Dive In delivers a spritely start to Side Two of Brankholm Brae, the stunning debut album from TwinsTown.
The song was created when Donald Mackay, Ben Sharp, and Ben’s two friends, were jamming. Ben had the chords but had to leave. Donald offered to write a song with Ben’s chords, and Dive In was almost done and dusted when Ben returned.
It’s funny how the best songs can take the shortest time. I was talking on here recently about Phil Oakey of the Human League and Giorgio Moroder writing Together in Electric Dreams in just 10 minutes. Later, Oakey complained, albeit tongue in cheek, that Human League songs taking weeks or months enjoyed less chart success.
I first heard Dive In via Facebook Live. It was an impromptu performance in Harry’s back garden, and I loved the hook, “…plenty more fish in the sea,” which was added by Stuart Mackay to fully complete Donald’s earlier work with Ben’s chords. Great effort, Team TwinsTown!
Side One ends with the optimism of Big Heart and Dive In opens Side Two with a similar look at the upside of love and romance.
Musically, the song is tight. It pushes along at pace, a steady, unrelenting pace all the way to the bridge, before climaxing with guitar, keys and drums finally breaking out. It’s both conventional and satisfying. It’s TwinsTown plays pop.
Team TwinsTown Talk
Last night band manager Billy George aka Big Daddy gave the band a boost via WhatsApp.
He said: “You know what lads. I genuinely think this album [Brankholm Brae] is the best I’ve heard in many a year. I’m not saying this lightly. I’d like to congratulate each and every one of you. I’ve listened to it 3 times in a row with headphones on and it’s just an unrelenting work of joy. ❤️❤️”
“It’s got a bit of everything. Sacks full of melody, great lyrics, beautiful harmonies, awesome beats, booming bass, jazzy keyboards and walls and walls of guitar genius.”
Needless to say Big Daddy’s love was returned in spades by all.
Happy days for TwinsTown.
You know it, it’s Brankholm Brae, the stunning debut album from TwinsTown.
We all have our favourite lyrics. I just love Neville Staple’s “Don’t call me Scarface!” line from Gangsters by The Specials. The whole song is a masterpiece.
“Say hello to my little friend,” screams Al Pacino, before blowing up home invaders with his grenade launcher in the movie Scarface. The film’s soundtrack was composed by Giorgio Moroder who co-wrote Together In Electric Dreams with Phil Oakey of the Human League.
The song tells us that love can endure even when the opportunity to properly share in the love is lost.
Together In Electric Dreams is a simple, catchy wee track, recorded in only ten minutes, yet it’s poignant. Oakey talks about the Human League taking a year to record singles and failing to achieve the chart success he enjoyed with Moroder and Electric Dreams.
Talking of lost love, here come the Wölves.
Animal by the Wölves is now a modern classic; heartbreak and trauma, expressed through the medium of social media. From Keats and Yates to Wölves, love lost is love lost. The desolation remains the same. What is it with me and lost love, I wonder? Let’s not dwell on it.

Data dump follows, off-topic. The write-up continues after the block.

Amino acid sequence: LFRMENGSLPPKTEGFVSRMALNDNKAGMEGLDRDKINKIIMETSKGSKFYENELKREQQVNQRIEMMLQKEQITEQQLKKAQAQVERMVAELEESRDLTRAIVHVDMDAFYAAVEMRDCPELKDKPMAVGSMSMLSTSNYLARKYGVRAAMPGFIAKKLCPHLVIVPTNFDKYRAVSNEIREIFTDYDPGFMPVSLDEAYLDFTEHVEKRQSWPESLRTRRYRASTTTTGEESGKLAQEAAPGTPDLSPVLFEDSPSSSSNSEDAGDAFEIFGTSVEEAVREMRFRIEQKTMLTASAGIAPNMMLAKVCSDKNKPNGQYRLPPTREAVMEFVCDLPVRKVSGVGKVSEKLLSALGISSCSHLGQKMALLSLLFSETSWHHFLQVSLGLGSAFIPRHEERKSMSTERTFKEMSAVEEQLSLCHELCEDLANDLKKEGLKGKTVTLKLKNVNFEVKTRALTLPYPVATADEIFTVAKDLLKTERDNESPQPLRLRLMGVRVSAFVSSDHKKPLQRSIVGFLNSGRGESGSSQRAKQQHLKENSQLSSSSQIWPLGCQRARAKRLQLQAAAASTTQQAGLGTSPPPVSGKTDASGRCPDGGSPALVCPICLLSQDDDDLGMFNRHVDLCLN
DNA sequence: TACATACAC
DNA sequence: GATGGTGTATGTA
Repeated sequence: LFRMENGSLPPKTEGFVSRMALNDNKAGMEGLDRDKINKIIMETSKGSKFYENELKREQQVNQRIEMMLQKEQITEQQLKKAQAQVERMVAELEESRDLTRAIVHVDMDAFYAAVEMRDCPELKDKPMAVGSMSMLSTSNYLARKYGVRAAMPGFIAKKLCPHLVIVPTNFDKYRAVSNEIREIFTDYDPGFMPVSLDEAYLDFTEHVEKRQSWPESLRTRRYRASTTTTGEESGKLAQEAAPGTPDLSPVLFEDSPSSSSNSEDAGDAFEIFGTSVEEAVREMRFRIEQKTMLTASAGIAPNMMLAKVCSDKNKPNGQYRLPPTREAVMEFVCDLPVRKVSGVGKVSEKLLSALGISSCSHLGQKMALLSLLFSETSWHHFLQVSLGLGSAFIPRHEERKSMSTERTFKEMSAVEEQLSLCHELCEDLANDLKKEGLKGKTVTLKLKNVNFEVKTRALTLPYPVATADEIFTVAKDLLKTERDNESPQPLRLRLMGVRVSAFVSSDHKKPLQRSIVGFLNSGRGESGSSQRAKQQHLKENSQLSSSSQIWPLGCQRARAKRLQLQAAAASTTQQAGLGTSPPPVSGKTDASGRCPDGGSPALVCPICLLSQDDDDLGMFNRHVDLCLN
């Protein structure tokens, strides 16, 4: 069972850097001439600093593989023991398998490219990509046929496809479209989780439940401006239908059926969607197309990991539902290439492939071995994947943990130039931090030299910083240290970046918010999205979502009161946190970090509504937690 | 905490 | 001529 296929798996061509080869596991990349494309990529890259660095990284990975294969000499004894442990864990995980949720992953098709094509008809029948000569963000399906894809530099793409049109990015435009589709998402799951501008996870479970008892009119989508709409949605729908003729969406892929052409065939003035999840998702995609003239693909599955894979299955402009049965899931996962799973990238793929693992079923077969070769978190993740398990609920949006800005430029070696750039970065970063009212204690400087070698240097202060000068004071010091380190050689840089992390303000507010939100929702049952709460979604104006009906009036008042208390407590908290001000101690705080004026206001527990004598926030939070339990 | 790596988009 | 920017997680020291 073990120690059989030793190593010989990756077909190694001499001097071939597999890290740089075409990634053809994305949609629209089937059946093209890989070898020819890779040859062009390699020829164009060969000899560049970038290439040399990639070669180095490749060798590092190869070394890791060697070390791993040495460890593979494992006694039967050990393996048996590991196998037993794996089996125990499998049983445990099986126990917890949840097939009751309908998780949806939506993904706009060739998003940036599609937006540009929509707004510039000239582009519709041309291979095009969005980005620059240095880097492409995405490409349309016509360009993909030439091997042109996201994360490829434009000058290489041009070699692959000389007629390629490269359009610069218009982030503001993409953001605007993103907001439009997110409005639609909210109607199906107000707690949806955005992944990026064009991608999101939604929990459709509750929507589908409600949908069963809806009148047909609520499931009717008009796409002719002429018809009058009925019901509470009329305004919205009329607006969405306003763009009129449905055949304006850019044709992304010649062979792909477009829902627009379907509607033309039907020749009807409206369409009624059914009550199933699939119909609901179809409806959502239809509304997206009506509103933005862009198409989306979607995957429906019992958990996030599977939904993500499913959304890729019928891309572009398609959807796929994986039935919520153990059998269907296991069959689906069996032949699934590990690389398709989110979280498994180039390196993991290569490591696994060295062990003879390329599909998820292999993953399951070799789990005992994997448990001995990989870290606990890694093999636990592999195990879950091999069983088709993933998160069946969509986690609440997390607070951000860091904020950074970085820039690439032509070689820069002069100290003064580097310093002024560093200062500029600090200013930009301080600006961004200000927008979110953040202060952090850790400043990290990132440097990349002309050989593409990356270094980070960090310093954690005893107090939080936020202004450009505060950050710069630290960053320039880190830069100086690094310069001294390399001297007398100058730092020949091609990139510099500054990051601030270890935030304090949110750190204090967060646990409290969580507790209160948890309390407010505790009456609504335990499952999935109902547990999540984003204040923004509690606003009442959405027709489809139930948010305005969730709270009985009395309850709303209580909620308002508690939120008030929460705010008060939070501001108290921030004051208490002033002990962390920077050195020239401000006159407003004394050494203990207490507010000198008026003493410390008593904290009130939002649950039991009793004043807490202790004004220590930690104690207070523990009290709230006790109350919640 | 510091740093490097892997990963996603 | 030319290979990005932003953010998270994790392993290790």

Here’s a picture from the Wölves’ video for Animal.
What is it with Jason and baring his chest, I wonder? Let’s not dwell on it. I’m sure the girls like it.
Here’s an altogether more lovable snap from the same video shoot.
Mariam’s accordion playing being cut from the final video edit is shocking.
Actually I promised Mariam I’d put that picture up in Tappie Toories but that’s now another tale of lost love.
I can’t face the heartbreak of reopening Tappies for a fourth time only to face who knows what restrictions and potentially a fourth closure due to Covid-19, and a third wave or whatever.
Instead, take yer chances at Tesco with unlimited alcohol sales fuelling drunken, unregulated everything. Other super-spreaders and superstores are available.
We’ve had pubs only open until 6pm but prohibited from selling any drink, under any circumstances. We’ve had an 8pm curfew but only if you sell a substantial meal, and a 10pm curfew with hundreds or thousands huddled together in the dank streets at exactly the same time with no taxis available. We’ve had lock-up, lock-down, you know, anything but a sensible, sober, regulated and socially distanced lock-in.
That reminds me.
Serbia 1-1 Scotland (4-5 on penalties).
The Baccara disco classic Yes Sir, I Can Boogie was just as good as the Scottish conga line singing the name of penalty-saving goalie David Marshall to Whigfield’s Saturday Night.
Scotland have qualified for the European Championship finals 2020, our first major tournament since 1998. That’s 22 years! Or 23 as it’s being played at least one year late, maybe more. The first major finals I properly remember was 1978…
Ally’s Tartan Army by Andy Cameron contains one of the best lyrics ever. Here it comes…
Talking of England, I now work for NHS England and, on a serious note, it has reinforced my view that doing everything we could to keep people safe in Tappies was absolutely the right thing to do. I hope our parliaments, supermarkets, schools, universities, etc., can, in time – hopefully a very short time – do likewise.
Lyrically, it doesn’t get much better or funnier than Ally’s Tartan Army with; “England cannae dae it ’cause they didnae qualify!”
Although, never shy of a challenge, TwinsTown have given it a go. Former member Ronnie Dalrymple sings on Double Trouble…
You really have to see it. Find Ronnie and TwinsTown in the Double Trouble video here: Double Trouble